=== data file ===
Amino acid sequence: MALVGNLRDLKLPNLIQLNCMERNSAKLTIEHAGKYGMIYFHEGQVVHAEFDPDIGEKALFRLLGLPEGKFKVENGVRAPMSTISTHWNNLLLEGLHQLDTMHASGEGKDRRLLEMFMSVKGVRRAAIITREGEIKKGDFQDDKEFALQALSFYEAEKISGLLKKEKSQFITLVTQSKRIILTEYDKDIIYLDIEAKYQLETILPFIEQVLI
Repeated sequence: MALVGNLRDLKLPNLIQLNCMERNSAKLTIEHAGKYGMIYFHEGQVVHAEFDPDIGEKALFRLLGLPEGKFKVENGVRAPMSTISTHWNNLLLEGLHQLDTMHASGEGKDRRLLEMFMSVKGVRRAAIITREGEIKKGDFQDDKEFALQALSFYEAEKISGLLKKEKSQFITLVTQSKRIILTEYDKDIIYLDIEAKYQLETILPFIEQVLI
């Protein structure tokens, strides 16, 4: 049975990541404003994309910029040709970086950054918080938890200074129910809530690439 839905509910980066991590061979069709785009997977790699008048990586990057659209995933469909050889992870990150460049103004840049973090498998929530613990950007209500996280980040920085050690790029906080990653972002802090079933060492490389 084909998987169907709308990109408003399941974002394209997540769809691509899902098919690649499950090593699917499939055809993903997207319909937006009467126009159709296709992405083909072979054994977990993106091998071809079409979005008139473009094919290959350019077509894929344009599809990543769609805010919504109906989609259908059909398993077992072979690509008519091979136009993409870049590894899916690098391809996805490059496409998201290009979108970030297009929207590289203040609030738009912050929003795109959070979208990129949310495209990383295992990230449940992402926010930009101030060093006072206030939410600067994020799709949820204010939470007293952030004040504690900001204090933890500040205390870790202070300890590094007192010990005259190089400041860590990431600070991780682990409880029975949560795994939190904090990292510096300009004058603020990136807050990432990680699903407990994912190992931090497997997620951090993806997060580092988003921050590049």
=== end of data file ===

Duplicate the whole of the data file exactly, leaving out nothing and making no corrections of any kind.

Amino acid sequence: MALVGNLRDLKLPNLIQLNCMERNSAKLTIEHAGKYGMIYFHEGQVVHAEFDPDIGEKALFRLLGLPEGKFKVENGVRAPMSTISTHWNNLLLEGLHQLDTMHASGEGKDRRLLEMFMSVKGVRRAAIITREGEIKKGDFQDDKEFALQALSFYEAEKISGLLKKEKSQFITLVTQSKRIILTEYDKDIIYLDIEAKYQLETILPFIEQVLI
Repeated sequence: MALVGNLRDLKLPNLIQLNCMERNSAKLTIEHAGKYGMIYFHEGQVVHAEFDPDIGEKALFRLLGLPEGKFKVENGVRAPMSTISTHWNNLLLEGLHQLDTMHASGEGKDRRLLEMFMSVKGVRRAAIITREGEIKKGDFQDDKEFALQALSFYEAEKISGLLKKEKSQFITLVTQSKRIILTEYDKDIIYLDIEAKYQLETILPFIEQVLI
């Protein structure tokens, strides 16, 4: 049975990541404003994309910029040709970086950054918080938890200074129910809530690439 839905509910980066991590061979069709785009997977790699008048990586990057659209995933469909050889992870990150460049103004840049973090498998929530613990950007209500996280980040920085050690790029906080990653972002802090079933060492490389 084909998987169907709308990109408003399941974002394209997540769809691509899902098919690649499950090593699917499939055809993903997207319909937006009467126009159709296709992405083909072979054994977990993106091998071809079409979005008139473009094919290959350019077509894929344009599809990543769609805010919504109906989609259908059909398993077992072979690509008519091979136009993409870049590894899916690098391809996805490059496409998201290009979108970030297009929207590289203040609030738009912050929003795109959070979208990129949310495209990383295992990230449940992402926010930009101030060093006072206030939410600067994020799709949820204010939470007293952030004040504690900001204090933890500040205390870790202070300890590094007192010990005259190089400041860590990431600070991780682990409880029975949560795994939190904090990292510096300009004058603020990136807050990432990680699903407990994912190992931090497997997620951090993806997060580092988003921050590049």